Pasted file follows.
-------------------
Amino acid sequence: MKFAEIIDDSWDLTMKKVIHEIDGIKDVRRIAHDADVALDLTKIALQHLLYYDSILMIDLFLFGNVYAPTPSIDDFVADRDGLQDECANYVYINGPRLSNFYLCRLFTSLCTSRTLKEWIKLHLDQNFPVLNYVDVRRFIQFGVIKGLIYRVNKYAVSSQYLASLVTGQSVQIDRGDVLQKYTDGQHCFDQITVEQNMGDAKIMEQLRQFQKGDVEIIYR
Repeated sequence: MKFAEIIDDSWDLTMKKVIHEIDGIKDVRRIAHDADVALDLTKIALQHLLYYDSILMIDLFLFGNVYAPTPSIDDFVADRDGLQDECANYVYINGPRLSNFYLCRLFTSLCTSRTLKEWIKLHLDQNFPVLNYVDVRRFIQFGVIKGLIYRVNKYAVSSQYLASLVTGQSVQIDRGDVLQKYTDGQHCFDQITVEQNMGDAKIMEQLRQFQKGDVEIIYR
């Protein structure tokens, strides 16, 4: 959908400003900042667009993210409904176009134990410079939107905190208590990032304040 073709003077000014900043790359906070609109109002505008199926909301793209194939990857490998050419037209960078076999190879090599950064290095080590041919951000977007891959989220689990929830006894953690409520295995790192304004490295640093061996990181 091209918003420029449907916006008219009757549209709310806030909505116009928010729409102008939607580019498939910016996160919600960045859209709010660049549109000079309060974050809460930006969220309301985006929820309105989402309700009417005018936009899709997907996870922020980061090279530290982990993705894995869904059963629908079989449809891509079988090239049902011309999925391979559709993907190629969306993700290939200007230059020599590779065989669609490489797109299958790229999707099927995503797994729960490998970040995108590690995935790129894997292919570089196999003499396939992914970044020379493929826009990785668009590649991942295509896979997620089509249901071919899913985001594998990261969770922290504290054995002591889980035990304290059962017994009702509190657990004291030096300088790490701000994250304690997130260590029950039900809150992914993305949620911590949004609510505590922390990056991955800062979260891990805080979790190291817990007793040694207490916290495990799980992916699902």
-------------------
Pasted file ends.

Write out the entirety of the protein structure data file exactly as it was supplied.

Amino acid sequence: MKFAEIIDDSWDLTMKKVIHEIDGIKDVRRIAHDADVALDLTKIALQHLLYYDSILMIDLFLFGNVYAPTPSIDDFVADRDGLQDECANYVYINGPRLSNFYLCRLFTSLCTSRTLKEWIKLHLDQNFPVLNYVDVRRFIQFGVIKGLIYRVNKYAVSSQYLASLVTGQSVQIDRGDVLQKYTDGQHCFDQITVEQNMGDAKIMEQLRQFQKGDVEIIYR
Repeated sequence: MKFAEIIDDSWDLTMKKVIHEIDGIKDVRRIAHDADVALDLTKIALQHLLYYDSILMIDLFLFGNVYAPTPSIDDFVADRDGLQDECANYVYINGPRLSNFYLCRLFTSLCTSRTLKEWIKLHLDQNFPVLNYVDVRRFIQFGVIKGLIYRVNKYAVSSQYLASLVTGQSVQIDRGDVLQKYTDGQHCFDQITVEQNMGDAKIMEQLRQFQKGDVEIIYR
């Protein structure tokens, strides 16, 4: 959908400003900042667009993210409904176009134990410079939107905190208590990032304040 073709003077000014900043790359906070609109109002505008199926909301793209194939990857490998050419037209960078076999190879090599950064290095080590041919951000977007891959989220689990929830006894953690409520295995790192304004490295640093061996990181 091209918003420029449907916006008219009757549209709310806030909505116009928010729409102008939607580019498939910016996160919600960045859209709010660049549109000079309060974050809460930006969220309301985006929820309105989402309700009417005018936009899709997907996870922020980061090279530290982990993705894995869904059963629908079989449809891509079988090239049902011309999925391979559709993907190629969306993700290939200007230059020599590779065989669609490489797109299958790229999707099927995503797994729960490998970040995108590690995935790129894997292919570089196999003499396939992914970044020379493929826009990785668009590649991942295509896979997620089509249901071919899913985001594998990261969770922290504290054995002591889980035990304290059962017994009702509190657990004291030096300088790490701000994250304690997130260590029950039900809150992914993305949620911590949004609510505590922390990056991955800062979260891990805080979790190291817990007793040694207490916290495990799980992916699902």